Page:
The United States: Bush's Record
The United States: Bush's Record
Despite the usual voter apathy of Americans, the turnout on 2 November is expected to exceed European levels (1). Will that be because of 9/11 and George Bush's response to it - the provocative policies coming out of the White House; the enthusiasm with which, on the pretext of reacting to the attacks on
This is as much a referendum on the current administration as an election. Bush has two rare, if not unique, distinctions: he was elected even though he received fewer votes than his opponent and he is the son of a former president. His enthronement was less democratic than dynastic. The election result conferred no particular mandate on him, and certainly no endorsement for a terrible leap to the right, an imperial inflection of the international order or the militarisation of American society and foreign policy.
The Democrats - for whose victory many European politicians and commentators hope so that once again they can say "We are all Americans" (2) - prefer to attribute this transformation of the political landscape of the
The Republicans have the security of knowing that they hold the White House, Congress and the governorships of
The first of the two major policy initiatives of the White House is mired in a murderous military stalemate. The second has ruined the
So for the first time since Herbert Hoover (1929-33) an outgoing
The Republicans' plan is crystal clear. They help the rich by lowering federal taxes. This creates deficits which force them not only to reduce public spending (apart from the army and "homeland security"), but also to make people pay for things that used to be free and pay more for everything else. In the last decade
That is how the Republican scheme works. First you cut taxes for the most wealthy on the pretext that deficits don't matter; then - when it turns out that they do matter somewhat - you increase taxes and "voluntary" contributions such as health insurance, higher education fees and childcare. In October 2003 Bush outlined his plan to privatise pensions and professional training, which in future will, he hopes, be funded by lifelong, tax-exempt accounts managed by each individual. Then the president explained his premise: "There's an old saying, 'No one ever washes a rental car.' You see, when you own something, you care about it. When you own something you have a vital stake in the future of our country." That's his idea of a social policy - collective solidarity compared with a badly-maintained car. That's some philosophical project... And other countries are currently trying to emulate it.
Since the Reagan presidency, Republicans have been prepared to acknowledge class struggle, but they view it one-sidedly. According to a recent study by the Congressional Budget Office, Bush's tax policies mean that in 2004 the 1% of Americans who earn more than $1.2m a year will be, on average, $78,460 better off. The 20% of Americans earning a mere $16,620 a year will gain on average only $250 from tax cuts, which will surely be promptly be eaten up by increases in indirect taxation. Even in percentage terms the rich have done better. As for the minimum wage, which, at $5.15 an hour, has not been increased since 1996, its real value has fallen to a 1955 low.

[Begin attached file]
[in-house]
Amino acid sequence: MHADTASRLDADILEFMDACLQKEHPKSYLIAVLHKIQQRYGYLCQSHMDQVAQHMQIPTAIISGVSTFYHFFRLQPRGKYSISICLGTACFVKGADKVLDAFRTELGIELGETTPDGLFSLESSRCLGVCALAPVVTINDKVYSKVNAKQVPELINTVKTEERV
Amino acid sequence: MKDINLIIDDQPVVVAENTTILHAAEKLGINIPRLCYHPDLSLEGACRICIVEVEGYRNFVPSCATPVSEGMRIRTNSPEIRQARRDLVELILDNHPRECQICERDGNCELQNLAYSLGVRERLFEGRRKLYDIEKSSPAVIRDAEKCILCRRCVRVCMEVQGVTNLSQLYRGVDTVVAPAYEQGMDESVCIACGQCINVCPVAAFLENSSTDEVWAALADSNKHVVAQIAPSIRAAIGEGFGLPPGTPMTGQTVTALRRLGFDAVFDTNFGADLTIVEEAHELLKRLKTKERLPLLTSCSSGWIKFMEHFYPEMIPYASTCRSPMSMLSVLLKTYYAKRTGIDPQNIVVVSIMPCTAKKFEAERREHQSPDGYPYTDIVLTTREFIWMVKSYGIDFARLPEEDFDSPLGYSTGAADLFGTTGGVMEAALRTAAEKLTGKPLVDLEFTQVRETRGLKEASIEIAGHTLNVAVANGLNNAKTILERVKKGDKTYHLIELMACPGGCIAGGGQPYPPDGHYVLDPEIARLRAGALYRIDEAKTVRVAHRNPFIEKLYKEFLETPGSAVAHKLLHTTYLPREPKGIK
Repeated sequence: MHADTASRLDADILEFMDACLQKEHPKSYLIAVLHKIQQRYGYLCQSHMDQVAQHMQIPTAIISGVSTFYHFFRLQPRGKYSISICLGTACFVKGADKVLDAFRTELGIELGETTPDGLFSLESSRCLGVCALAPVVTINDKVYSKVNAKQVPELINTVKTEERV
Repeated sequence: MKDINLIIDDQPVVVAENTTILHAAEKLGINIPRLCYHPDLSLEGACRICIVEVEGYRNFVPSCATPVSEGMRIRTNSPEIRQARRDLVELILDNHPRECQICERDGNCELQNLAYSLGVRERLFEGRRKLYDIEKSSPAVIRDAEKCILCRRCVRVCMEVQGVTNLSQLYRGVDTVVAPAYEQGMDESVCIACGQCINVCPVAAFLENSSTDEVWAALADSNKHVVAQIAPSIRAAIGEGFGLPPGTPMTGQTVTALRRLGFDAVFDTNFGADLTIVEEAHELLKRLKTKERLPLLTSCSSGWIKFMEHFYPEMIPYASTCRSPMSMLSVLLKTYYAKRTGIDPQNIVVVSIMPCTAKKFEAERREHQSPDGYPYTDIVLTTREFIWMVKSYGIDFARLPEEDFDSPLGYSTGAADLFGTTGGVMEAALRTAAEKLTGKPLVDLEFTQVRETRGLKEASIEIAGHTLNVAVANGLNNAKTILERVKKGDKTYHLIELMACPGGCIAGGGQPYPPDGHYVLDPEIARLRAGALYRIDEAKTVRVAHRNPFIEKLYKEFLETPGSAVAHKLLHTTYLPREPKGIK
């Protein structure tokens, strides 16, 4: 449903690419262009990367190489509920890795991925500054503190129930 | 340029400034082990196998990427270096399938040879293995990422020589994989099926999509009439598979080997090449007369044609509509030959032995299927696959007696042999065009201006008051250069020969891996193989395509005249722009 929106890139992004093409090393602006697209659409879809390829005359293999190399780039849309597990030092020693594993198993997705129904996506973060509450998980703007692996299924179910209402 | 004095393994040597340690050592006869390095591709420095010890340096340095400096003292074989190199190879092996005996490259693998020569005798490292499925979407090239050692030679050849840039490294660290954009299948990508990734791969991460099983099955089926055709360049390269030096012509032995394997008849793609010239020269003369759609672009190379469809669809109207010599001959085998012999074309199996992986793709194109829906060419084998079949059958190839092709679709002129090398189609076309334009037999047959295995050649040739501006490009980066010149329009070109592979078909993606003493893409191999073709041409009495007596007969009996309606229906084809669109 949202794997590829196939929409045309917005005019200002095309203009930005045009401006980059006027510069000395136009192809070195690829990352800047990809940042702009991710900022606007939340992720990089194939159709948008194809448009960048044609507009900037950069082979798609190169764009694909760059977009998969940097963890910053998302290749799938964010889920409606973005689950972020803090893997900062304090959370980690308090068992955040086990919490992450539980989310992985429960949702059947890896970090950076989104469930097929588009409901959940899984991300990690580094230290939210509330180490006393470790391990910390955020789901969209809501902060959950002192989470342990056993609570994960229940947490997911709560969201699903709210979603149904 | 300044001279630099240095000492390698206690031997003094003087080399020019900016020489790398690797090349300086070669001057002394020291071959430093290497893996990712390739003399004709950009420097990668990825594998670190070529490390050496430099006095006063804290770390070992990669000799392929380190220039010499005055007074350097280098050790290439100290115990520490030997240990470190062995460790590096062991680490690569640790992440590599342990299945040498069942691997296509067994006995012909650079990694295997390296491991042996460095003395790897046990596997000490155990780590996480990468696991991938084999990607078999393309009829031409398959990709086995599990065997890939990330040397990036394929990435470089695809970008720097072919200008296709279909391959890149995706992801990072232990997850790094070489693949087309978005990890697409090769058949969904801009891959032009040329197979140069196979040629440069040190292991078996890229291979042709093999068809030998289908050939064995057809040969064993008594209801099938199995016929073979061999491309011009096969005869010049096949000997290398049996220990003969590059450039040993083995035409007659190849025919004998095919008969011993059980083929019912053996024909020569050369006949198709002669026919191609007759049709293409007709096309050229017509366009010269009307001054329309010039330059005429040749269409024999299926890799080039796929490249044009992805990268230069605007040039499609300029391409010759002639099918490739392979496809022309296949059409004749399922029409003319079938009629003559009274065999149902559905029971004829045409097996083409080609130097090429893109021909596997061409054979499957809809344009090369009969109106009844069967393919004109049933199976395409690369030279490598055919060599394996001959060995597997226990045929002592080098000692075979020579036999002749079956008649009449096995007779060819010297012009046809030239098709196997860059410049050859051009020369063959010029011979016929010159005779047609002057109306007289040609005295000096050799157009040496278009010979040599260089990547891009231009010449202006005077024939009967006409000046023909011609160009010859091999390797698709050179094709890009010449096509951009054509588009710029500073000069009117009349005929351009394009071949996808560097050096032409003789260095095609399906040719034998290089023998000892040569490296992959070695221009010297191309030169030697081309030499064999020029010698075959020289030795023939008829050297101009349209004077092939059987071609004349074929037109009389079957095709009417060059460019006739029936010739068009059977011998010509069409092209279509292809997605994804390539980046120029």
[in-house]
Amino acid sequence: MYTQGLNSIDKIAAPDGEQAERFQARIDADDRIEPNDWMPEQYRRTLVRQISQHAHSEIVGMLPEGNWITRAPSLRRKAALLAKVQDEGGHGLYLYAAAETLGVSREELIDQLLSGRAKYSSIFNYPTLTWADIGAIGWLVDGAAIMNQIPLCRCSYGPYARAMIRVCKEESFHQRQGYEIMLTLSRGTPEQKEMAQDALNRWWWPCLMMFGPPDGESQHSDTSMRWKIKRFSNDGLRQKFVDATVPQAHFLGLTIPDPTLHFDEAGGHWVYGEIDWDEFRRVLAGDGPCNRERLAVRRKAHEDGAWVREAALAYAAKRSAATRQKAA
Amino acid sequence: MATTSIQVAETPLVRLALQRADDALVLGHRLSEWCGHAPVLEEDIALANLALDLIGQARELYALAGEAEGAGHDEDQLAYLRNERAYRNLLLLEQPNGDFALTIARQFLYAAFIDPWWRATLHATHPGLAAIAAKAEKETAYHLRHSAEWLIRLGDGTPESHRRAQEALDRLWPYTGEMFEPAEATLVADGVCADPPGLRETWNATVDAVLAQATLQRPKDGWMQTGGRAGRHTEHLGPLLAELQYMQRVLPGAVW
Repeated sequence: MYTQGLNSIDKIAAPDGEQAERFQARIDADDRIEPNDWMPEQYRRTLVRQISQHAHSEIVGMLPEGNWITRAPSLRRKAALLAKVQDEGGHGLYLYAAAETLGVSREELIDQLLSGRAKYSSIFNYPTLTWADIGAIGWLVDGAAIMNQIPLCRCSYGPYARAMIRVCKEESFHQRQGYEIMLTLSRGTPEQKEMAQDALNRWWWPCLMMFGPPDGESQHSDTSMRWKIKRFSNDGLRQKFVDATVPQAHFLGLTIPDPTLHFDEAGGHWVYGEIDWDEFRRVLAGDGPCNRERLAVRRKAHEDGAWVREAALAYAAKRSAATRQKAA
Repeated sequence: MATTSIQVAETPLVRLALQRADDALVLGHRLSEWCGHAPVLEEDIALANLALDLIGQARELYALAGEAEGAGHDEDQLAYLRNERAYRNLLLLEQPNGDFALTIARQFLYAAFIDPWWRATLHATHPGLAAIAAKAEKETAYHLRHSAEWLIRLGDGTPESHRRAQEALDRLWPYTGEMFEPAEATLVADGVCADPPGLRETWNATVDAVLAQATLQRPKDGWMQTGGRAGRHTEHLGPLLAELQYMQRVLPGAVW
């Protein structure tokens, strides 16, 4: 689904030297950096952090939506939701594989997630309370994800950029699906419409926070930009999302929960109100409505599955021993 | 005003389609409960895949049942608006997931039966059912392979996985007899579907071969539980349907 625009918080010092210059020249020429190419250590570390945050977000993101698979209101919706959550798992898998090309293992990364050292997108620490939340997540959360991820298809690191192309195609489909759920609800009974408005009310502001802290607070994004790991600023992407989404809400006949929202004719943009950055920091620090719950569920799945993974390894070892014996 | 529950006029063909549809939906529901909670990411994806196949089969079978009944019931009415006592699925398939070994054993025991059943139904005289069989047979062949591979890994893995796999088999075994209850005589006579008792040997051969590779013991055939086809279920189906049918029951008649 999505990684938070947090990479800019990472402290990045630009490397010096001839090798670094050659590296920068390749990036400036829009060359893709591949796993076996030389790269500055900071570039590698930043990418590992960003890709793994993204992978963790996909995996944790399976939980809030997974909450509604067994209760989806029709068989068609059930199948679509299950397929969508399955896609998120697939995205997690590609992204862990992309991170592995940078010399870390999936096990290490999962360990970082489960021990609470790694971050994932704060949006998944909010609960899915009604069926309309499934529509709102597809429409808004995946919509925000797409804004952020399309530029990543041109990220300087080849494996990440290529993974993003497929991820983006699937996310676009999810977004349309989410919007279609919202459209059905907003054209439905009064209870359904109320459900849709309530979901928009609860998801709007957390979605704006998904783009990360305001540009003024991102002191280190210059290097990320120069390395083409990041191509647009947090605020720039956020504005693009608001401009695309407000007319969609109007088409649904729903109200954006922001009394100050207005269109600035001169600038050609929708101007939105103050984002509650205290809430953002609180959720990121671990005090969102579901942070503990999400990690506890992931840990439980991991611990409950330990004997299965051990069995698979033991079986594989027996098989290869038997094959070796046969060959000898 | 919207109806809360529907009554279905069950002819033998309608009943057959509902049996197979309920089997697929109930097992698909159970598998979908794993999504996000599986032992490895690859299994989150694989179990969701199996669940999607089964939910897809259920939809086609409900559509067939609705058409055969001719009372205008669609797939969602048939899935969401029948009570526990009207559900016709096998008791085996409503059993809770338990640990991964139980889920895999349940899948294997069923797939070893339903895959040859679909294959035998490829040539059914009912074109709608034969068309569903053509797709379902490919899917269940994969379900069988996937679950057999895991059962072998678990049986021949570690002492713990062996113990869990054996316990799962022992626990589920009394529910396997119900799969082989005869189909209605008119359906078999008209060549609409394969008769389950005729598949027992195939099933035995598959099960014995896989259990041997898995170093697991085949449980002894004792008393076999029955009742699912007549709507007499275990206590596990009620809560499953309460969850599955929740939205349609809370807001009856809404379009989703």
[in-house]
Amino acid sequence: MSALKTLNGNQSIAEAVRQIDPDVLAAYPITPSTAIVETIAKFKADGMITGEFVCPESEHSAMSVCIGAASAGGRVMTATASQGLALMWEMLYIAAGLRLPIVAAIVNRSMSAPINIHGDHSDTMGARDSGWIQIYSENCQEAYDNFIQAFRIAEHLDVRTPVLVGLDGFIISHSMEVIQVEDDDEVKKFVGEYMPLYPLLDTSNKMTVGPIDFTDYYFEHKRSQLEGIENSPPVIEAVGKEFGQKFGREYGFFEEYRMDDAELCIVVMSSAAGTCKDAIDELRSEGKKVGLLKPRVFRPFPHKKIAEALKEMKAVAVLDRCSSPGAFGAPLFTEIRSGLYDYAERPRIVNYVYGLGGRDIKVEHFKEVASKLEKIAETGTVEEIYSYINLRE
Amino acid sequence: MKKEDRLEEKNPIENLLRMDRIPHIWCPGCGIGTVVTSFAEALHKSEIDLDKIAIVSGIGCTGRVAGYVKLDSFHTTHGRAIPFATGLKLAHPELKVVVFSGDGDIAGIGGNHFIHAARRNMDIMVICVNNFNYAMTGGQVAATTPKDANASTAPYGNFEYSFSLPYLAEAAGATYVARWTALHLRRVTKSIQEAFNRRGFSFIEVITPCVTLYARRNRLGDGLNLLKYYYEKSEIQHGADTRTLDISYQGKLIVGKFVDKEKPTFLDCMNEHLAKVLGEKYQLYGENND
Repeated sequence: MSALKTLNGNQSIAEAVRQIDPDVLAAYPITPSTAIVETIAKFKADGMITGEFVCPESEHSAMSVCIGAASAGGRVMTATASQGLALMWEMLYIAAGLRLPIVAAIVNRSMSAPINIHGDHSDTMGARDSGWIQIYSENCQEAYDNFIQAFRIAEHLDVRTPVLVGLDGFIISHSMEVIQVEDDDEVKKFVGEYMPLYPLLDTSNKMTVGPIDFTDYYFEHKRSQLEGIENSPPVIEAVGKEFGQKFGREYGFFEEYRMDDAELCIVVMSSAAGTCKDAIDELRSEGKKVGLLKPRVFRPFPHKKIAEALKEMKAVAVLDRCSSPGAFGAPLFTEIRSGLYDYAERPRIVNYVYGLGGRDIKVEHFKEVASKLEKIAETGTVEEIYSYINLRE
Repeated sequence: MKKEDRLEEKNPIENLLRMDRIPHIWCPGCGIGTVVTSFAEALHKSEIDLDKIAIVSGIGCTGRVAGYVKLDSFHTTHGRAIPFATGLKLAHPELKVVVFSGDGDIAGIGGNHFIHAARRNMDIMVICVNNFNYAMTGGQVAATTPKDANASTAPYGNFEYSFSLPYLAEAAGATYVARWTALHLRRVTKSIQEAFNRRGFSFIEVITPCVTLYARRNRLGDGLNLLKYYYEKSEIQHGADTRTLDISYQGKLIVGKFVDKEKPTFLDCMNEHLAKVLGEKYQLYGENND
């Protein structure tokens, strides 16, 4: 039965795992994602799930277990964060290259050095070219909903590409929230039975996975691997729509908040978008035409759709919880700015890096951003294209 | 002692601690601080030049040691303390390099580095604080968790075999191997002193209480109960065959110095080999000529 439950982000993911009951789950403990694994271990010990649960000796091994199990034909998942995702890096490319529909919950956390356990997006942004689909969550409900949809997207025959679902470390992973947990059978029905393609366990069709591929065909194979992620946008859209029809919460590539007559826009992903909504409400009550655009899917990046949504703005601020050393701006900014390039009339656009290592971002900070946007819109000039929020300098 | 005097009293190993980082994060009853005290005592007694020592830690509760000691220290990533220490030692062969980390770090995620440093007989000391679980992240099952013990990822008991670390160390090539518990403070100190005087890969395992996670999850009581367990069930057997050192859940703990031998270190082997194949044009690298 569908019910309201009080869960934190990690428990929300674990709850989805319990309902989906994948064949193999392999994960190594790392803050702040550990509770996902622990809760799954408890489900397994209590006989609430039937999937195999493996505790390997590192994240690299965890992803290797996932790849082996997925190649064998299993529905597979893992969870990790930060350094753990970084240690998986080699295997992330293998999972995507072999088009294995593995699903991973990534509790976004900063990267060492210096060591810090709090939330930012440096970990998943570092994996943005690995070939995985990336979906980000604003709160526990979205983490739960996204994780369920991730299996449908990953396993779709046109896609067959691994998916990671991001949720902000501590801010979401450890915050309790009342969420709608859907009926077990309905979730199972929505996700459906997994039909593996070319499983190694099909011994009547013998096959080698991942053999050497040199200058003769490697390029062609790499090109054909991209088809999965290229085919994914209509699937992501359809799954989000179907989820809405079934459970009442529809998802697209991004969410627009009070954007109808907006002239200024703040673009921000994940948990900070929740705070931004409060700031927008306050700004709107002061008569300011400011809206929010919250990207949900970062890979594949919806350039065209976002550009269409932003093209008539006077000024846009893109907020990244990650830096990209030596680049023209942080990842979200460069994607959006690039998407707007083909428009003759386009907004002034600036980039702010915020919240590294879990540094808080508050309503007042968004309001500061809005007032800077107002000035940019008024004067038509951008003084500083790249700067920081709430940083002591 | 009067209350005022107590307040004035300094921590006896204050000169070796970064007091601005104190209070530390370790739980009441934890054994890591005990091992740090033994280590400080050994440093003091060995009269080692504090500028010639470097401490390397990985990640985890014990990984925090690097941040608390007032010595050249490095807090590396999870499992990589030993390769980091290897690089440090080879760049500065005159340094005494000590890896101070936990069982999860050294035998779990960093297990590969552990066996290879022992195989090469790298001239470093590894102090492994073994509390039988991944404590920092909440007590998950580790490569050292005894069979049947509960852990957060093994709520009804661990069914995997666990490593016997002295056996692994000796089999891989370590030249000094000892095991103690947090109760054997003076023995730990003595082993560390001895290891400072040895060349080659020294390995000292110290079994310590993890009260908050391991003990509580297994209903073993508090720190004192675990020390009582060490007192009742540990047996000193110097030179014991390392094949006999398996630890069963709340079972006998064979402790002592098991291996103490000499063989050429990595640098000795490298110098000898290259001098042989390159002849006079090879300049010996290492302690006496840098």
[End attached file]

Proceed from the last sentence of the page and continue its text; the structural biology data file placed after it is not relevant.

While millions of people were still transfixed by the television images of the attacks on the World Trade Centre and the Pentagon, an advisor to the
To be fair to the Bush administration, it has not allowed such anxieties to distract it from priorities. Even when the wars in
So calamitous is Bush's record that without the help of fear and the war on terror, he would long since have faced an election defeat like that of his father in 1992. But Kerry is less wily than Clinton, the 1992 winner, and the incoherence of his position on
If there is a Kerry victory, the Democrats have promised modest domestic policy improvements (tax, health insurance, the minimum wage), largely dependent upon the outcome of the Congressional elections, also on 2 November. Bush's re-election can only benefit those whom the last four years have already blessed. They would love to quicken the pace of change further by giving the current president the popular mandate that he failed to secure four years ago.
(1) The usual comparison between the turnout in the
(2) The title of Le Monde's editorial the day after the attacks.
(3) The remark was made during a conversation in November 2002, according to Paul O'Neill,Treasury Secretary between 2001 and 2003. See Ron Suskind, The Price of Loyalty: George W Bush, the White House, and the Education of Paul O'Neill,
(4) Peter G Peterson, Running On Empty : How the Democratic and Republican Parties are Bankrupting Our Future and What Americans Can Do About It, Farrar,
(5) Some states have already begun. See Fox Butterfield, "Many Local Officials Now Make Inmates Pay Their Own Way", The New York Times, 13 August 2004.
(6) Amy Goldstein and Sarah Cohen, "Bush Forces a Shift In Regulatory Thrust", The
(7) On the wisdom of the war in